Safely Into Water
Research Citations

Given the limited space available in the film format, exact wording could not always be preserved. Similar research findings have been summarised together in the text. BirthRite believes it has been faithful to the intent of the authors in its citation, but no valid inference about the quality of the research methods used can be made from the mere fact of such citation. BirthRite encourages viewers to exercise due caution regarding the interpretation and applicability of all medical research.

By The Spring

Waterbirths pose no thermal risk. The parturient, with her “inborn code of body temperature regulation”, regulates water temperature and bathing duration to ensure body temperatures of mother and child remain within the physiological range. Cumbersome guidelines for water temperature and bathing duration during or after labour are therefore superfluous.

Geissbuehler V; Eberhardt J; Lebrecht A. Waterbirth: water temperature and bathing duration — mother knows best! 8 year prospective study. Journal of Perinatal Medicine, vol 30, no 5, 2002, pp 371–378

According to available evidence, there is no reason to worry overmuch about water temperature other than for the comfort of the mother.

Harper B. Taking the plunge: re-evaluating waterbirth temperature guidelines. MIDIRS Digest, vol 12, no 4, December 2002, pp 506–508

Creek Rising

Waterbirth is particularly beneficial in respect of the minimal use of pharmacological analgesics.

Garland D; Jones K. Waterbirth: supporting practice with clinical audit. MIDIRS Digest, vol 10, no 3, September 2000, pp 333–336

Waterbirth outcomes were seen to be preferable in relation to minimal use of analgesics, avoidance of episiotomy, and preservation of intact perineum.

Jones K. Collaborative birth audit 1998: Comparing waterbirth with dry birth. Maidstone: Mid Kent Healthcare Trust Midwifery Practice and Research Unit, 1999. 21 pages

Women randomised to immersion in water had a lower rate of epidural analgesia than women allocated to augmentation. Significantly fewer needed augmentation of labour or any form of obstetric intervention (ie, amniotomy, oxytocin, epidural or operative delivery).

Cluett ER; Pickering RM; Getliffe K; St George Saunders NJ. Randomised controlled trial of labouring in water compared with standard of augmentation for management of dystocia in first stage of labour. BMJ, doi: 10.1136/bmj.37963.606412. EE January 2004

The Rapids

Waterbirth is a consumer trend. Most women desired waterbirths as they thought it was a natural, drug-free method and would be a less painful birth. They also wanted a gentle delivery for the baby. Women felt more in control of their environment in water and particularly liked the relaxing, calming quality of water, the physical support it gave them and being able to hold their babies immediately after birth.

Richmond H. Women’s experience of waterbirth. Practising midwife, vol 6, no 3, March 2003, pp 26–31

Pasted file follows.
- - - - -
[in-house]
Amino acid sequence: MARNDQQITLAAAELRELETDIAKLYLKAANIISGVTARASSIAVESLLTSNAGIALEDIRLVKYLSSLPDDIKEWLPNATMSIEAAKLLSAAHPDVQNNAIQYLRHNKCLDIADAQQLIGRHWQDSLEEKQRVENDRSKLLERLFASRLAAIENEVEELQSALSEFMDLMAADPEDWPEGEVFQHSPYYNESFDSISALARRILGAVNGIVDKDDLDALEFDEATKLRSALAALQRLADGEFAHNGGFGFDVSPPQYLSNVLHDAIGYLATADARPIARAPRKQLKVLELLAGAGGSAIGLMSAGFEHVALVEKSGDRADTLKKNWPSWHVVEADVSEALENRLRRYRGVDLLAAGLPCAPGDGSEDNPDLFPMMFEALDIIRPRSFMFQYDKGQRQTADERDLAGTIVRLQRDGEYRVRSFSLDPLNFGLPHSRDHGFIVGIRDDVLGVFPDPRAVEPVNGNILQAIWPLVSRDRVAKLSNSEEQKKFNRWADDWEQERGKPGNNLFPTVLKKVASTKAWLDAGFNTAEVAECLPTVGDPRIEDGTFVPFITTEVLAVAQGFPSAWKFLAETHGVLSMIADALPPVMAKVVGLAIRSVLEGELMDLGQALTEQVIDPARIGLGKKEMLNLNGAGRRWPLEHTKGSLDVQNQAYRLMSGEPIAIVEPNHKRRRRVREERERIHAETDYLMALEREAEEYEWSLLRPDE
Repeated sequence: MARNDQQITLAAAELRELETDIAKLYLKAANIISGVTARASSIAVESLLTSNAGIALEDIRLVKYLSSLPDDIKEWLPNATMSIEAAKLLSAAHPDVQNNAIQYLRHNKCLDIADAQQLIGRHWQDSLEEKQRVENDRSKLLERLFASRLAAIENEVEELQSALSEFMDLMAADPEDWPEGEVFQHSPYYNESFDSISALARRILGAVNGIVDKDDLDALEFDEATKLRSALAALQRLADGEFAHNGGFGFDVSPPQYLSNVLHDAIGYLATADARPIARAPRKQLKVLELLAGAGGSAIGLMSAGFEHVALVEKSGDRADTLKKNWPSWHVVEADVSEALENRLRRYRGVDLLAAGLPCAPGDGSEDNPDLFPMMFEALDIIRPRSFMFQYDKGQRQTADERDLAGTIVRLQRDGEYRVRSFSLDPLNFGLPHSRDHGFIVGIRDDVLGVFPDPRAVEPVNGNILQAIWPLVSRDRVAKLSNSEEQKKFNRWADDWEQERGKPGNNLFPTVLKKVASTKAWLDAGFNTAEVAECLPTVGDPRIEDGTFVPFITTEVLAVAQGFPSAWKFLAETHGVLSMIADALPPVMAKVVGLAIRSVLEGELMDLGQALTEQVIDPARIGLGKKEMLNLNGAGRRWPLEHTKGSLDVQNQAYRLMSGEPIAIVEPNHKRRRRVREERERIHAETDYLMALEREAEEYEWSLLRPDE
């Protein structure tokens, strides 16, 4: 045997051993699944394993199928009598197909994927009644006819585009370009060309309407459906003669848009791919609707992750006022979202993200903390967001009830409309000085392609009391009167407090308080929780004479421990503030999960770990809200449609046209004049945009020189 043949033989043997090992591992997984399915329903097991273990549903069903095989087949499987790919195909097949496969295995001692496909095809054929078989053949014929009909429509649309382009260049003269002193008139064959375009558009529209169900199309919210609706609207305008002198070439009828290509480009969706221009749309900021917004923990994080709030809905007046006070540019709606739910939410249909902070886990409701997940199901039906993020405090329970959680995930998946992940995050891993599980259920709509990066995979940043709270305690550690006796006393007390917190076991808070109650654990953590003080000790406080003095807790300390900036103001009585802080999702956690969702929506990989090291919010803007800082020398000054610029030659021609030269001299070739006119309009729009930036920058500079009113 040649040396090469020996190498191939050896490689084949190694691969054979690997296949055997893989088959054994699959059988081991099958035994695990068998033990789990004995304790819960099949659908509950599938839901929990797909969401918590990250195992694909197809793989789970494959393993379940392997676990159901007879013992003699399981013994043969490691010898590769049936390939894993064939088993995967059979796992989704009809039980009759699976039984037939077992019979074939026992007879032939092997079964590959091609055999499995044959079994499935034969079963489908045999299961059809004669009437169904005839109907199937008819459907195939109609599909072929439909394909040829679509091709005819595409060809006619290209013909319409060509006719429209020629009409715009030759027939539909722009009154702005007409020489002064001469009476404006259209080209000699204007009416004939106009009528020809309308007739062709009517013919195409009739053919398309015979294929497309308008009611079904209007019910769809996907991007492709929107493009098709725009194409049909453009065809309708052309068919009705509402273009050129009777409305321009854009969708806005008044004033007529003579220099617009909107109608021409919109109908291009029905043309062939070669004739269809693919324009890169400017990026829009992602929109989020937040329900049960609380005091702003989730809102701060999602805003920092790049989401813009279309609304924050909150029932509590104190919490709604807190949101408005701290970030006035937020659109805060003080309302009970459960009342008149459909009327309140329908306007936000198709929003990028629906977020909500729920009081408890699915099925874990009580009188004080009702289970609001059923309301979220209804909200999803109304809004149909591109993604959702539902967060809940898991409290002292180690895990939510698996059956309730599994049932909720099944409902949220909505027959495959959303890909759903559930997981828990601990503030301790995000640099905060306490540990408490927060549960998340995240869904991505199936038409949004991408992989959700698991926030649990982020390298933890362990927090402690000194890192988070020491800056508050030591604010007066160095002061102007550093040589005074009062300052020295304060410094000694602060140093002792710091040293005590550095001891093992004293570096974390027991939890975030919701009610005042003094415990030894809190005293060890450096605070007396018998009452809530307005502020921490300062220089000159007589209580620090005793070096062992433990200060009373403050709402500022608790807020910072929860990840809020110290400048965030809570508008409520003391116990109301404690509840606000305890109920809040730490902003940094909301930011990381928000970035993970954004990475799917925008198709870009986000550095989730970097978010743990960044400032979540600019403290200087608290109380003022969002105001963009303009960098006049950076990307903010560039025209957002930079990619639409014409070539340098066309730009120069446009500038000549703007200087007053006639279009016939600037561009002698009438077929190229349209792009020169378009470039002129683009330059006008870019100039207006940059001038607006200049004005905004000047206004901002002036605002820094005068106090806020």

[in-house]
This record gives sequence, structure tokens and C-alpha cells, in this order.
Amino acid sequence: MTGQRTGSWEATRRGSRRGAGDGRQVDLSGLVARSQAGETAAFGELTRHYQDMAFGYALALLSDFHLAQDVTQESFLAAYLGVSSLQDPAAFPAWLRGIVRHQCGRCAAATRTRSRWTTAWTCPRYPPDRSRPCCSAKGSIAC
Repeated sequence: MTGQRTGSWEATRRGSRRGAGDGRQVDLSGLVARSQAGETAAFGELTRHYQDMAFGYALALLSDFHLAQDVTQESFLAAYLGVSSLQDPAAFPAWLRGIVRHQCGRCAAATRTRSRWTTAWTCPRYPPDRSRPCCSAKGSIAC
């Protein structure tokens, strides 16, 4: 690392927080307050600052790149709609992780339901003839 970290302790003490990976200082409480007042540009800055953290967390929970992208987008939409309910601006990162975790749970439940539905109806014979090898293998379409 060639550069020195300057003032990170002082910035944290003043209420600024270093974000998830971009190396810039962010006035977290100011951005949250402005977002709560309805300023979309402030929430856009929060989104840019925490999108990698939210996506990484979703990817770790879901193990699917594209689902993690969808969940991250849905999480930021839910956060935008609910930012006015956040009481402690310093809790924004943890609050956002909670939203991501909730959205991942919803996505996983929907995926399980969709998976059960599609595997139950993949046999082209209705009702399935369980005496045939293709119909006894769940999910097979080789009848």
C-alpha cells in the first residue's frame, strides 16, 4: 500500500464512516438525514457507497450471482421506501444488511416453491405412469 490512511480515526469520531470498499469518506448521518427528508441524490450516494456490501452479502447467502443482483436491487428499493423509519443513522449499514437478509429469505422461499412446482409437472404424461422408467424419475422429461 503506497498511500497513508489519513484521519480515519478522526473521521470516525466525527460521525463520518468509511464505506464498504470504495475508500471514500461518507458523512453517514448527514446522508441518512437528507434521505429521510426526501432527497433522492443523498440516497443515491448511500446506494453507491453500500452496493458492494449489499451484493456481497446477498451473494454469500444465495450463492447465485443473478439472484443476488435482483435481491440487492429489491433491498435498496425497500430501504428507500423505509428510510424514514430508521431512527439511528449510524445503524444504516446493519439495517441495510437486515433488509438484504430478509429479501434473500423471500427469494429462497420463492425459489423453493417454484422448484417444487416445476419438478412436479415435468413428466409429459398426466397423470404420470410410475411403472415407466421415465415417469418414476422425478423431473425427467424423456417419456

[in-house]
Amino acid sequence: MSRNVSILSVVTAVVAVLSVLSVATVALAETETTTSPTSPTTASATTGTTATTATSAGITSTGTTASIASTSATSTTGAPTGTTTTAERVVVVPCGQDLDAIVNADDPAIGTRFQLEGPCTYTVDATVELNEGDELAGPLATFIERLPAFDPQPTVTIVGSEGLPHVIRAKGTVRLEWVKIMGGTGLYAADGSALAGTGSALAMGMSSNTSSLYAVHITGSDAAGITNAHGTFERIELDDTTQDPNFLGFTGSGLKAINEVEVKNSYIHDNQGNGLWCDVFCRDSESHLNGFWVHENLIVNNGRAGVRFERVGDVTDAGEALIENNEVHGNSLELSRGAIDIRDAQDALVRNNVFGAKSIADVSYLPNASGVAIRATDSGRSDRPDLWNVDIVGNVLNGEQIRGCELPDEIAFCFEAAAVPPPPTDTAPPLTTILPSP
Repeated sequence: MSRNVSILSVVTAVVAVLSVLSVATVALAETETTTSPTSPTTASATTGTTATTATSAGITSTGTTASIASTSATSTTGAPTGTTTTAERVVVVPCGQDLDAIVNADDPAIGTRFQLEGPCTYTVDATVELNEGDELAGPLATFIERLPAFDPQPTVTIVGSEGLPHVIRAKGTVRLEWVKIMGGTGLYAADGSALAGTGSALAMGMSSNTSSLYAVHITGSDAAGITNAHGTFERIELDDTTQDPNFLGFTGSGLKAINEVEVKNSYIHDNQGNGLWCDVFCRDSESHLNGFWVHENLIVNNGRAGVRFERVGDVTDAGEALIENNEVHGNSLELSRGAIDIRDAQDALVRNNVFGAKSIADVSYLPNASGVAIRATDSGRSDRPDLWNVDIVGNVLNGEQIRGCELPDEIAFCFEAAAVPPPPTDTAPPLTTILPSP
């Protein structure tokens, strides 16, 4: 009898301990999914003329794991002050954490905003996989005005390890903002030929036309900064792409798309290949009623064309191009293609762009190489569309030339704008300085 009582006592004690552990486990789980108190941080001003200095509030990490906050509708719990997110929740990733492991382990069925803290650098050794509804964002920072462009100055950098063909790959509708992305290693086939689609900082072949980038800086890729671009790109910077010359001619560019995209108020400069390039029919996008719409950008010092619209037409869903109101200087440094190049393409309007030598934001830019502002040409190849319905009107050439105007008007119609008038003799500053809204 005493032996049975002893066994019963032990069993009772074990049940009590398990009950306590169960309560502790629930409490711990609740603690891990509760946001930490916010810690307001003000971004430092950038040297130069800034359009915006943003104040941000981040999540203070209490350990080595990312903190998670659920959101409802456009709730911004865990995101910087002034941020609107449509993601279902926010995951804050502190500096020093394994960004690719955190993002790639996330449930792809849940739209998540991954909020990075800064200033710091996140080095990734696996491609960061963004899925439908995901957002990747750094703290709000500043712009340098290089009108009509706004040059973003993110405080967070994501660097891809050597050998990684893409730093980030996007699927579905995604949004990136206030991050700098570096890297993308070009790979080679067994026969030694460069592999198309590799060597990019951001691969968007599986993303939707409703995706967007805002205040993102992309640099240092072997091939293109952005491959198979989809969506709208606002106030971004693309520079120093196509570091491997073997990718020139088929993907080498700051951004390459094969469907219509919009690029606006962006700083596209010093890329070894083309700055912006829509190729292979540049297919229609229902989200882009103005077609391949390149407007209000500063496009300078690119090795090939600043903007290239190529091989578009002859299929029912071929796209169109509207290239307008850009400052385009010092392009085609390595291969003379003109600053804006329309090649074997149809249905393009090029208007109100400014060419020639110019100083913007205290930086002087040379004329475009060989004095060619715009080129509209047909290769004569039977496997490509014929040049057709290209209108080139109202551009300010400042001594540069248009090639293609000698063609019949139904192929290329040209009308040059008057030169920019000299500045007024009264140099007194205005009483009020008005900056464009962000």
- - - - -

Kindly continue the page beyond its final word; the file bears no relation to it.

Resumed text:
Bursting The Dam

The essential hands-off (the perineum) technique for this type of birth is strongly encouraged.

McCloghry K. Edgeware Birth Centre: A waterbirth experience. BMJ, vol 11, no 5, May 2003, pp 314–316

Waterbirth is particularly beneficial in respect of the avoidance of episiotomy and the preservation of intact perinea.

Garland D; Jones K. Waterbirth: supporting practice with clinical audit. MIDIRS Digest, vol 10, no 3, September 2000, pp 333–336

Waterbirth outcomes were seen to be preferable in relation to minimal use of analgesics, avoidance of episiotomy and preservation of intact perineum.

Jones K. Collaborative birth audit 1998: Comparing waterbirth with dry birth. Maidstone: Mid Kent Healthcare Trust Midwifery Practice and Research Unit, 1999. 21 pages

Significantly more intact perinea in water group. Maternal satisfaction high in water group.

Rush et al. The effects of whirlpool baths in labour. Intent-to-treat design. Birth 23 (3), 1996, pp136–143

Perineal trauma higher in bed group.

Bourke E; Kilfolyle A. Retrospective comparative study of waterbirth and bedbirth. Midwives Journal, January 1995, pp 3–7

Surfacing

Labouring in water under midwifery care may be an option for slow progress in labour, reducing the need for obstetric intervention and offering alternative pain management strategies. Augmentation of labour — in particular, oxytocin administration — is associated with hyperstimulation and decreased maternal satisfaction.

Cluett ER; Pickering RM; Getliffe K; St George Saunders NJ. Randomised controlled trial of labouring in water compared with standard of augmentation for management of dystocia in first stage of labour. BMJ, doi: 10.1136/bmj.37963.606412.EE January 2004,

Referral to Neonatal Care Unit did not vary between cases and controls. No significant difference in Apgar scores at 5 mins, cephalic hematoma, fractured clavicles, neonatal distress, tachypnea, jaundice, seizures. Taking a warm tub bath during labour has no significant detrimental effects.